Brexit: food prices and availability Contents


Half the UK’s food is imported: 30% comes from the EU, and another 11% comes from non-EU countries under the terms of trade deals negotiated by the EU. Being part of the EU customs union has meant food from the EU can be imported with no tariffs or customs barriers but, as part of leaving the EU, the Government has stated that the UK will be leaving the customs union. At the time of writing, it is not yet certain what trade agreement might be reached between the UK and the EU, either for a transition period or for the longer term. But it is inconceivable that Brexit will have no impact on EU food imports to the UK.

If an agreement cannot be negotiated, Brexit is likely to result in an average tariff on food imports of 22%. While this would not equate to a 22% increase in food prices for consumers, there can be no doubt that prices paid at the checkout would rise. To counteract this the Government could cut tariffs on all food imports, EU and non-EU, but this would pose a serious risk of undermining UK food producers who could not compete on price.

At least as significant as tariffs are the non-tariff barriers that may result from Brexit. The Government remains confident that it can secure an agreement that would allow ‘frictionless’ imports of food from the EU to continue, but it is unclear how that would be possible outside of the customs union. Any such agreement would be likely to require the UK to mirror all EU standards and regulations; a condition the UK Government may find politically difficult to accept. If no agreement is reached, and food imports from the EU are subject to the same customs and border checks as non-EU imports, the UK does not have the staff, IT systems or physical infrastructure to meet that increased demand. Any resulting delays could choke the UK’s ports and threaten the availability of some food products for UK consumers. The Government’s proposed alternative is to allow EU imports through with no, or very few, checks: this raises safety concerns as well as questions over how customs charges would be processed.

As well as securing a deal with the EU that will allow continued tariff-free, frictionless imports of food, the Government must also secure agreements with the non-EU countries from which the UK currently imports food as part of EU trade agreements. 40 such agreements are currently in place, covering 56 countries and accounting for more than 11% of UK food imports. The Government’s belief that most can be simply and easily ‘rolled over’ is not shared by those who have given evidence to previous EU Committee inquiries.

This contrast between Government confidence and industry concerns is striking, and reflects the tone of the evidence to this inquiry more broadly. The Government may not be worried about the potential for Brexit to impact on the price and availability of food, but the representatives of the food and farming industry, importers, port authorities and consumer organisations were vocal in their concerns.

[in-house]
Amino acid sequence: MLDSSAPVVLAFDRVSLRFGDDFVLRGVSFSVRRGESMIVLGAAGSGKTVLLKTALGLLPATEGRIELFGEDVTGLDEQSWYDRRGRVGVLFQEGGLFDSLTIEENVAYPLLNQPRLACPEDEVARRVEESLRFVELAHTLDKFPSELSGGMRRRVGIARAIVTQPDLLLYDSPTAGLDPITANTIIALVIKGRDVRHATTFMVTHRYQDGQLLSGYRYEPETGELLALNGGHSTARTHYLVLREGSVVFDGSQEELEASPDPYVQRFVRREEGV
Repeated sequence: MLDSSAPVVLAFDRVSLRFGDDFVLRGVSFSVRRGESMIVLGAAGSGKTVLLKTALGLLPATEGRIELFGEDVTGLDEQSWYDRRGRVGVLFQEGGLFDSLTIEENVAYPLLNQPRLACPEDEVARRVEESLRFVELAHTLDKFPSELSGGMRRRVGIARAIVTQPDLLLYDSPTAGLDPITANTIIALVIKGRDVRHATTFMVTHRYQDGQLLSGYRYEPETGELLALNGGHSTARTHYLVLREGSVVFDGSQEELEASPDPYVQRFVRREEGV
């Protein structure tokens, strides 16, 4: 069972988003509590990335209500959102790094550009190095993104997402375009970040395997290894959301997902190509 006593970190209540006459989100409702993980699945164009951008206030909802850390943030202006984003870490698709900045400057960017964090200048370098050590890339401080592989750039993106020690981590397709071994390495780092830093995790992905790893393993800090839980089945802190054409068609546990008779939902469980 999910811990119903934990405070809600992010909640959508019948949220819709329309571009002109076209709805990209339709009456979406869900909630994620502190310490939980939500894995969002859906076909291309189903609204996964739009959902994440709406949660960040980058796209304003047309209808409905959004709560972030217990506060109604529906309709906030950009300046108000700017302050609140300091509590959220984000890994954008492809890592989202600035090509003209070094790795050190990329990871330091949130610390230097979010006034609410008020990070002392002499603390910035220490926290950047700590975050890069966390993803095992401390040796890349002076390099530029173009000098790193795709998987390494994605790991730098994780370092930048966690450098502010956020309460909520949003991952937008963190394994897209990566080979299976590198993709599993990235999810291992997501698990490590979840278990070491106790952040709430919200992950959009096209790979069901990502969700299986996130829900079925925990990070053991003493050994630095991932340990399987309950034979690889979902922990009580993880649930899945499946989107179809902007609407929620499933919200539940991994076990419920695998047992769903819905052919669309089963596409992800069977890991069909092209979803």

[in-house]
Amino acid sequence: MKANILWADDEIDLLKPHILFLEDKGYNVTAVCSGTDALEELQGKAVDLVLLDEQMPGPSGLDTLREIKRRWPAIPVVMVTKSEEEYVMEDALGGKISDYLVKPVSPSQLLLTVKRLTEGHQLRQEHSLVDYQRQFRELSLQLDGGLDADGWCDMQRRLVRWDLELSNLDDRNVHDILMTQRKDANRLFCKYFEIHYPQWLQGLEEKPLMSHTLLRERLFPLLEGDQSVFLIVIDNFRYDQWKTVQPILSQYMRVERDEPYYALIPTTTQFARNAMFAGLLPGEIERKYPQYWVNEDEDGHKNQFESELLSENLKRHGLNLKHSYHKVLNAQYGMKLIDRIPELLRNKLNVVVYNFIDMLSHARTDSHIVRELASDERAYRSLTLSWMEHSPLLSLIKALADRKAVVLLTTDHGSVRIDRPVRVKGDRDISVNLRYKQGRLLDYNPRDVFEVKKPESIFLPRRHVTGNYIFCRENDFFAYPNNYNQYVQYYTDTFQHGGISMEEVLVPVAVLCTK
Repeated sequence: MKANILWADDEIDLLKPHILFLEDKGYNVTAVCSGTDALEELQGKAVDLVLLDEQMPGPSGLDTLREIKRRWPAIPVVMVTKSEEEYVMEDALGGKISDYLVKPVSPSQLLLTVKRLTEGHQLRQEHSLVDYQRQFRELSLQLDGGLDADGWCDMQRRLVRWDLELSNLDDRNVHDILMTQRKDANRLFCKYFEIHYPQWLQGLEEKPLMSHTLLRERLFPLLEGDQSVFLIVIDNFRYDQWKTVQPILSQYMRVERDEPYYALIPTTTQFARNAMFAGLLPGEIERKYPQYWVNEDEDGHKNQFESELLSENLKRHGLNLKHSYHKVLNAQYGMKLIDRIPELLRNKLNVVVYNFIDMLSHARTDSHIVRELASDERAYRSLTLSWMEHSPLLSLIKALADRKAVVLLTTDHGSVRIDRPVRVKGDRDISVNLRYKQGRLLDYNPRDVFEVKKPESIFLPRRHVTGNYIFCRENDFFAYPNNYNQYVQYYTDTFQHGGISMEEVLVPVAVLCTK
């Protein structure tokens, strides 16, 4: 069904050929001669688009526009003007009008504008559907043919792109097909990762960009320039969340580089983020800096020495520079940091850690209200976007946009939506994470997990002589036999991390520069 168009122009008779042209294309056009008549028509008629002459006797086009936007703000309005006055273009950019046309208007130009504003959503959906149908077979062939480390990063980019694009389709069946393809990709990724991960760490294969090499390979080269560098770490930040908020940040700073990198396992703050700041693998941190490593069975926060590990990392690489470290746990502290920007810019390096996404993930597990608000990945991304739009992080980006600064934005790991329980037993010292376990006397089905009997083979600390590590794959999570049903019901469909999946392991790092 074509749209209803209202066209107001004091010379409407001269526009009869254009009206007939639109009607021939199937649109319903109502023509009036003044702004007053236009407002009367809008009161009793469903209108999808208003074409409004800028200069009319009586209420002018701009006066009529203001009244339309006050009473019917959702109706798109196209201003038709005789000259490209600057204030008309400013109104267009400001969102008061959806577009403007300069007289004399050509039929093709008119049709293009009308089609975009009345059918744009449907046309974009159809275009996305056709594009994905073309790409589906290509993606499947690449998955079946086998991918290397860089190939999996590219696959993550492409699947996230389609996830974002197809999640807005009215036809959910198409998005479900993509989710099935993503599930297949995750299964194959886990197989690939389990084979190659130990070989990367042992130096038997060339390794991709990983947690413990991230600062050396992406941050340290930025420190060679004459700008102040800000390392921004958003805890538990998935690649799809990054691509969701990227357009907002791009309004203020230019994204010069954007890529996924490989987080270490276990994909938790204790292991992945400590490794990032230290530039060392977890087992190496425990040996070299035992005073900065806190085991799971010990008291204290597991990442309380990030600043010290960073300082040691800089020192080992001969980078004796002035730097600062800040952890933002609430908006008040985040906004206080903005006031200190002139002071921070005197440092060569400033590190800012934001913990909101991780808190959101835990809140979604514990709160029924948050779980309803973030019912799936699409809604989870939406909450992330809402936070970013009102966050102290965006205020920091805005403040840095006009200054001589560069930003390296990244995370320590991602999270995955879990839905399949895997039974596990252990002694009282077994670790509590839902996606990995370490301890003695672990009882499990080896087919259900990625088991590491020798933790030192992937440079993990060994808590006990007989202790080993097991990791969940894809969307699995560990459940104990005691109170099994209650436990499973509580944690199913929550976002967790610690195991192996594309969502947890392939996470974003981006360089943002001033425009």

EU food imports cannot easily be replaced by either producing more in the UK or importing more from non-EU countries. UK self-sufficiency has been declining for the past 30 years, and reversing that would require financial incentives, investment in new technology and skills, and continued access to the EU workforce (at least in the short term). It would also take time and, given the restrictions of landscape and climate, there are some foods that could not be grown here. We heard no evidence that non-EU imports could increase significantly; 20% of the UK’s food already comes from outside the EU and there do not seem to be many other likely sources of supply.

A study by the Food Standards Agency found that one in five households are already experiencing, or are on the margins of, food insecurity.1 Any increase in food prices as a result of Brexit will add to this insecurity. We also heard concerns from witnesses about the impact on nutrition: with 40% of vegetables and 37% of fruit sold in the UK coming from the EU, these types of food may be particularly affected by Brexit. The Government’s stated post-Brexit objectives, both that UK food and farming should be exemplars of high-quality production and that the UK’s trade strategy should seek lower prices for consumers, risk exacerbating existing differences in food consumption. Those who can afford it will be able to buy high-quality local produce. Those who cannot afford that option may well base their diets on cheaper, imported food, that witnesses were concerned could be produced to lower standards to keep costs down.

The Government should develop a comprehensive food security policy for the UK. A long-term view is needed on whether to prioritise food standards or food prices, whether to reverse the UK’s declining self-sufficiency or increase imports. Other factors should include workforce shortages, priorities for investment, and bigger, global issues such as the impact of climate change on food production worldwide. This would be needed regardless of Brexit, but we urge the Government to use the challenges and opportunities that leaving the EU will pose to the UK’s food supply as a spur to develop its strategy as a matter of priority.

1 As measured by the responses to a series of questions about behaviours and experiences associated with difficulty in meeting food needs. For full details, please see Food Standards Agency, The Food and You Survey Wave 4 (2017), p 26: [accessed 20 April 2018]

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